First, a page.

Criminal behavior in frontotemporal dementia and alzheimer diseas | 48932

Journal of Neurology & Neurophysiology

ISSN - 2155-9562

Criminal behavior in frontotemporal dementia and alzheimer disease

9th Global Neuroscience Conference

November 21-22, 2016 Melbourne, Australia

Julia Temlett

Royal Perth Hospital, Australia
Memory and Aging Centre-University of San Francisco, USA

Scientific Tracks Abstracts: J Neurol Neurophysiol

Abstract :

Neurodegenerative diseases can cause dysfunction of neural structures involved in judgment, executive function, emotional processing, sexual behavior, violence and self-awareness. Such dysfunctions can lead to antisocial and criminal behavior that appears for the first time in the adult or middle-aged individual or even later in life. This study indicated that new criminal behaviors emerge in association with specific neurodegenerative diseases but not with others. These new behaviors were particularly prevalent in associated with fronto-temporal dementia (bvFTD), primary progressive aphasia (PPA), Huntington├ó┬?┬?s disease (HD) and less in Alzheimer├ó┬?┬?s disease (AD). This article also highlights how the qualitative nature differs with different types of pathophysiological diseases types. These disorders affect different and specific areas of the brain. There are differences due to pathophysiology of the diseases and our knowledge in biology supports our understanding of the diseases. Criminal behavior is more common in patients with bvFTD and semantic variant of primary progressive aphasia than in those with AD and is more likely to be an early manifestation of the disorder. Judicial evaluations of criminality in the demented individual might require different criteria than the classic ├ó┬?┬?Insanity Defense├ó┬?┬Ł used in the American legal system; these individuals should be treated differently by the law. The appearance of new-onset criminal behavior in an adult should elicit a search for frontal and anterior temporal brain disease and for dementing disorders.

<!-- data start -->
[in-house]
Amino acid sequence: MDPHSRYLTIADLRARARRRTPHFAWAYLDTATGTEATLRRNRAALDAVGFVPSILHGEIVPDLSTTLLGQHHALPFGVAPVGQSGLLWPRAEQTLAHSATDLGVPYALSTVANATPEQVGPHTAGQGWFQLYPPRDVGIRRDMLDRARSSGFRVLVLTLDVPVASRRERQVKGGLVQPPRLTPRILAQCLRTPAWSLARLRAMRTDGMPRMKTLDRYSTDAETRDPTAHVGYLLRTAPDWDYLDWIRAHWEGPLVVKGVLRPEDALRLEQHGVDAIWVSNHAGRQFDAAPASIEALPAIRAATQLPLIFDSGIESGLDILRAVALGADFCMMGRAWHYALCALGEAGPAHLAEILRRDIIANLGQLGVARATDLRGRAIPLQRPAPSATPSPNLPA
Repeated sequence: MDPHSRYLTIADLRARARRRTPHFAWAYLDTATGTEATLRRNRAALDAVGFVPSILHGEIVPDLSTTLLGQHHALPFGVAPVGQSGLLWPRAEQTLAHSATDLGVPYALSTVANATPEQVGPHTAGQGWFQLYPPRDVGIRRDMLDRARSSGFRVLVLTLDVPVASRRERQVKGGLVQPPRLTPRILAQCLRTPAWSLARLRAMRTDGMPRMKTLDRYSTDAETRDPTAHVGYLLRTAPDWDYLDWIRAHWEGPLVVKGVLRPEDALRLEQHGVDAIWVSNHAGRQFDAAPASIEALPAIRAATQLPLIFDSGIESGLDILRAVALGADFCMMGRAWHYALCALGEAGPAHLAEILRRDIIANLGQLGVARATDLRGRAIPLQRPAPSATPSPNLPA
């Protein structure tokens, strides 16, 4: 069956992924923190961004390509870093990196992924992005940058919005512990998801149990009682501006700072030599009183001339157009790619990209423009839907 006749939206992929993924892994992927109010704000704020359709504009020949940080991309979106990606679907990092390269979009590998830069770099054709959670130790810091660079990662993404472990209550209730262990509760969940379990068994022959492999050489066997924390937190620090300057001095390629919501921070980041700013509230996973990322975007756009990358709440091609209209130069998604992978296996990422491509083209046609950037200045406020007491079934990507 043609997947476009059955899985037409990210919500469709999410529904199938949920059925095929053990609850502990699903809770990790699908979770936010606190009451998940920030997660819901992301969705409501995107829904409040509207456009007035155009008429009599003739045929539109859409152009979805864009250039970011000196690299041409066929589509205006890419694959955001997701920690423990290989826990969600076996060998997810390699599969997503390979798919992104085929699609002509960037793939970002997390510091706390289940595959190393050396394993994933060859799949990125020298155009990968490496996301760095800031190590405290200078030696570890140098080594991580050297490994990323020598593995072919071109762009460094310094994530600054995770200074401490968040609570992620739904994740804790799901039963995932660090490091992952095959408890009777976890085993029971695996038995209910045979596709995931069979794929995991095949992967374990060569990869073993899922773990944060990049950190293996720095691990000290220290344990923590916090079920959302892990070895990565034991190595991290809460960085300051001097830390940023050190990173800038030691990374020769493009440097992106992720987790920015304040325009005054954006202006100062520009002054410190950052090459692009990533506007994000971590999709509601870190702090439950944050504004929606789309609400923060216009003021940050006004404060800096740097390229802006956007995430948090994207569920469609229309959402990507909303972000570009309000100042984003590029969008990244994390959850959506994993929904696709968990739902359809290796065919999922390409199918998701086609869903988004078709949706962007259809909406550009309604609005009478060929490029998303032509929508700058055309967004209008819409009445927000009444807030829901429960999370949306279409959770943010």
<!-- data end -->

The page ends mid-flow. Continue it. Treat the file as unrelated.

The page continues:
Biography :

Julia Temlett has completed a Bachelor of Medicine and a Bachelor of Surgery (MBBS) in 2014 from the University of Notre Dame Australia and Bachelor’s in Health Science graduating with Honors in 2009 from the University of Adelaide. She is currently working in the Neurology Unit at Royal Perth Hospital as a Basic Physician Trainee. She has published 3 papers in reputed journals most recent in JAMA Neurology 2015. She was a Visiting Scholar at University of San Francisco, Memory and Aging center, San Francisco in 2014.